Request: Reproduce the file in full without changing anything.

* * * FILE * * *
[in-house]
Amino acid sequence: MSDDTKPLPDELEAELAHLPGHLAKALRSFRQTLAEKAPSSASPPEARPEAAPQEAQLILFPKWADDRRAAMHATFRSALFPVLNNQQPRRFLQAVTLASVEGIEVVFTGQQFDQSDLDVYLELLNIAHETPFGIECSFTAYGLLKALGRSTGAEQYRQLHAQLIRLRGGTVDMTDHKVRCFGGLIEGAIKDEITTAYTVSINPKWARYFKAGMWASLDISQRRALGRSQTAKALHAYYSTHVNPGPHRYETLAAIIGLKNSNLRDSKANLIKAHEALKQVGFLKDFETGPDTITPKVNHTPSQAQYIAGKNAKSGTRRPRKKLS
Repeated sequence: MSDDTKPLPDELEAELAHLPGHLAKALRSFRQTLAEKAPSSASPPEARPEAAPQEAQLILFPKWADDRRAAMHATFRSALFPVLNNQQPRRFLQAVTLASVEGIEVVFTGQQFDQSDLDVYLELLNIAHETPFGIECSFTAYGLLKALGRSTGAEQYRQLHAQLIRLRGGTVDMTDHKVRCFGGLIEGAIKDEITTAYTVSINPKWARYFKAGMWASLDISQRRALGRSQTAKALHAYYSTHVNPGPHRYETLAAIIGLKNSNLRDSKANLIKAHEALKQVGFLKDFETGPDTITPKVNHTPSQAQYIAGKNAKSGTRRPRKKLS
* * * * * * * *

[in-house]
Amino acid sequence: MSDDTKPLPDELEAELAHLPGHLAKALRSFRQTLAEKAPSSASPPEARPEAAPQEAQLILFPKWADDRRAAMHATFRSALFPVLNNQQPRRFLQAVTLASVEGIEVVFTGQQFDQSDLDVYLELLNIAHETPFGIECSFTAYGLLKALGRSTGAEQYRQLHAQLIRLRGGTVDMTDHKVRCFGGLIEGAIKDEITTAYTVSINPKWARYFKAGMWASLDISQRRALGRSQTAKALHAYYSTHVNPGPHRYETLAAIIGLKNSNLRDSKANLIKAHEALKQVGFLKDFETGPDTITPKVNHTPSQAQYIAGKNAKSGTRRPRKKLS
Repeated sequence: MSDDTKPLPDELEAELAHLPGHLAKALRSFRQTLAEKAPSSASPPEARPEAAPQEAQLILFPKWADDRRAAMHATFRSALFPVLNNQQPRRFLQAVTLASVEGIEVVFTGQQFDQSDLDVYLELLNIAHETPFGIECSFTAYGLLKALGRSTGAEQYRQLHAQLIRLRGGTVDMTDHKVRCFGGLIEGAIKDEITTAYTVSINPKWARYFKAGMWASLDISQRRALGRSQTAKALHAYYSTHVNPGPHRYETLAAIIGLKNSNLRDSKANLIKAHEALKQVGFLKDFETGPDTITPKVNHTPSQAQYIAGKNAKSGTRRPRKKLS